“The way you took charge,” she said. Nell fought every impulse she had to pull away. “The way you showed them all who was boss.” She glanced over at Greg. He had slumped down even more. The hole in his shoulder only pulsed small rivulets now. Maybe Greg was right, she thought. She had never thought of herself as a slut. But then, how could she ever have given this loser the time of day. She had felt sorry for him, she reasoned, that he needed a friend, a companion to help him socialize.



Percy pushed the gun a little further up her thigh.



“Whoa,” she said, pulling away a little. “Don’t you think we should wait?”



Percy began stroking her hair, and the movement sent shockwaves through her scalp. She had almost forgotten how hard he had pulled it earlier.



“Wait for what, love?”



Her brain raced for an answer. She couldn’t think of one. Percy had begun tracing the gun up and down her neck and across her breasts. Mary/Angie was quiet but was still crying. Nell wished she had been nicer to them—maybe said a ‘good morning’ or told them their outfit was cute. Maybe she would do that if she survived.



“Survived” was always a strange word for Nell and one she knew the meaning of well. Other people ‘survived’ when their in-laws stayed for the holidays; they ‘survived’ when they slammed on their brakes in heavy traffic; they ‘survived’ wearing a green dress for their cousin’s wedding.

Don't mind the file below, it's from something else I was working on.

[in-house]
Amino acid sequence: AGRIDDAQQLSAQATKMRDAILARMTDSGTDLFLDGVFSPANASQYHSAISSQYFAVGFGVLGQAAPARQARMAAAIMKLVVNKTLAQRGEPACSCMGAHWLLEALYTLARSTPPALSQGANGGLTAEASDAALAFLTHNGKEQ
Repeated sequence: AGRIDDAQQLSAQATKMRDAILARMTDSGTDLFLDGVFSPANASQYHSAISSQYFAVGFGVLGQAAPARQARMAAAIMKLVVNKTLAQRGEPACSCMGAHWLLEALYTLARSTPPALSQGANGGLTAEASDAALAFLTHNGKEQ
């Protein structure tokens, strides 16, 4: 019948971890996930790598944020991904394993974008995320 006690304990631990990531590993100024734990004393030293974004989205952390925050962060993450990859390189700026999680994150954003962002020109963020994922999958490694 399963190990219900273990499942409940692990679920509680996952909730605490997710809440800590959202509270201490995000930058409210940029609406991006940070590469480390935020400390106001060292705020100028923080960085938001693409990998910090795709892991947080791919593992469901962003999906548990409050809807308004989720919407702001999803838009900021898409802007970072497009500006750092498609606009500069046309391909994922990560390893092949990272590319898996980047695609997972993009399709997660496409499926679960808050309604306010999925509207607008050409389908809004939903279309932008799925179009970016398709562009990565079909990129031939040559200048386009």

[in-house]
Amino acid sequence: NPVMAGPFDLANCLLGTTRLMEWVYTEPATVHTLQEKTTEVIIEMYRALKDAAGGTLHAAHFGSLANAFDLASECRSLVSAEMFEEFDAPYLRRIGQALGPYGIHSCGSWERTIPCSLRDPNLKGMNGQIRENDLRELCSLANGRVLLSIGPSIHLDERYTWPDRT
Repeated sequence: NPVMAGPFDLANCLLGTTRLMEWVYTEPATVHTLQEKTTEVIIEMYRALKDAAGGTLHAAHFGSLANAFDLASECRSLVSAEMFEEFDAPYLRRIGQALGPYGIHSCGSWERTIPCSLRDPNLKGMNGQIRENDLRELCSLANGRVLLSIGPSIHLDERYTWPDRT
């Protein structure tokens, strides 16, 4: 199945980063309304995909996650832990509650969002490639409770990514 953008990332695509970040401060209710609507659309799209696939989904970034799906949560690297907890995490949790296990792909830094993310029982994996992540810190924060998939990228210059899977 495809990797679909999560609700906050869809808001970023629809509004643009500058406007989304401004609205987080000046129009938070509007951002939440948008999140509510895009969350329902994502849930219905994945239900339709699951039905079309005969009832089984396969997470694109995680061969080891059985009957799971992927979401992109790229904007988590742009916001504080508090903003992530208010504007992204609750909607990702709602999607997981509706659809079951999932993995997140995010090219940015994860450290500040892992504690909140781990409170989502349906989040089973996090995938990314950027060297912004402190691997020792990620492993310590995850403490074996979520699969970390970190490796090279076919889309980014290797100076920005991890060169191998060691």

Nell was a survivor in the truest sense. She knew the key to staying alive was playing it cool. She had survived her mother’s many boyfriends. She survived when they told her she was pretty and they wanted to take her for ice cream by herself. She would lock her bedroom door at night. She would sleep under the bed, scared that the doorknob would turn again. She felt as if she were hiding under the bed now.



And it scared her to death that she couldn’t think of what to say.



“You think she loves you?” It was Greg’s falsetto that answered.



Outside, a megaphone-muffled voice said something none of them could understand.



Greg had slumped completely to the floor; the side of his face lay flat against the linoleum. They could see his breath moving shallowly against the pool of congealing blood.



“You think she loves you?” he breathed again. “You’re dumber than I thought.”



Again the muffled-megaphone voice from outside.



Nell turned towards the sound of the megaphone. Greg don’t do it, she thought. They’re all outside right now. She wished she could speak telepathically to him. Don’t you know all we need to do is bide our time. Greg, don’t do it, she begged with her eyes.



“When I fired you yesterday…” Greg paused and caught his breath. “When I fired you yesterday do you think it was just about the job? The job…” He seemed to lose his thought. “The job…no,no,no…”



He coughed again and again. Percy seemed annoyed by this interruption. The megaphone again bellowed outside.



“You…you killed…you killed all those people,” Greg coughed again. “For her? I had her…everyone….everyone has. She’s no prize.” Greg laugh-coughed and his broken front tooth showed a black gap with a crimson interior.



Nell blinked furiously. Tears had begun to spring into her eyes.



“She’s no prize.”



The words echoed in her head. It was something that Greg had said to her before she started dating Percy.